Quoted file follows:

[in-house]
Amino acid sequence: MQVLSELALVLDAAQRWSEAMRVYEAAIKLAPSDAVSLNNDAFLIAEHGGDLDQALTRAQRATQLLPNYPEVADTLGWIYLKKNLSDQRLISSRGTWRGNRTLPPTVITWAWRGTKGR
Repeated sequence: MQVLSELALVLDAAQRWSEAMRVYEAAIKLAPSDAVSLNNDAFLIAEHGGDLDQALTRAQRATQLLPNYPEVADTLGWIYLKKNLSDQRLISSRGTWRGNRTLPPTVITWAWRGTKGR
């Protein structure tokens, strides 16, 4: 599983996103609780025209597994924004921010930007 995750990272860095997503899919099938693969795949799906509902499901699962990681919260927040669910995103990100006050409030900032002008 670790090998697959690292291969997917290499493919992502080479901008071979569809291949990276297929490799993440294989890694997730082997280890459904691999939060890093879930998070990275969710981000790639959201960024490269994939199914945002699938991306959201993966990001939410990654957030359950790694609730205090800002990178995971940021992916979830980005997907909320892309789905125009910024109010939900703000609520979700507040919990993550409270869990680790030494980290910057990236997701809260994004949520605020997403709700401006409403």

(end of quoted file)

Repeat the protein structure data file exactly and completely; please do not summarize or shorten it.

[in-house]
Amino acid sequence: MQVLSELALVLDAAQRWSEAMRVYEAAIKLAPSDAVSLNNDAFLIAEHGGDLDQALTRAQRATQLLPNYPEVADTLGWIYLKKNLSDQRLISSRGTWRGNRTLPPTVITWAWRGTKGR
Repeated sequence: MQVLSELALVLDAAQRWSEAMRVYEAAIKLAPSDAVSLNNDAFLIAEHGGDLDQALTRAQRATQLLPNYPEVADTLGWIYLKKNLSDQRLISSRGTWRGNRTLPPTVITWAWRGTKGR
């Protein structure tokens, strides 16, 4: 599983996103609780025209597994924004921010930007 995750990272860095997503899919099938693969795949799906509902499901699962990681919260927040669910995103990100006050409030900032002008 670790090998697959690292291969997917290499493919992502080479901008071979569809291949990276297929490799993440294989890694997730082997280890459904691999939060890093879930998070990275969710981000790639959201960024490269994939199914945002699938991306959201993966990001939410990654957030359950790694609730205090800002990178995971940021992916979830980005997907909320892309789905125009910024109010939900703000609520979700507040919990993550409270869990680790030494980290910057990236997701809260994004949520605020997403709700401006409403």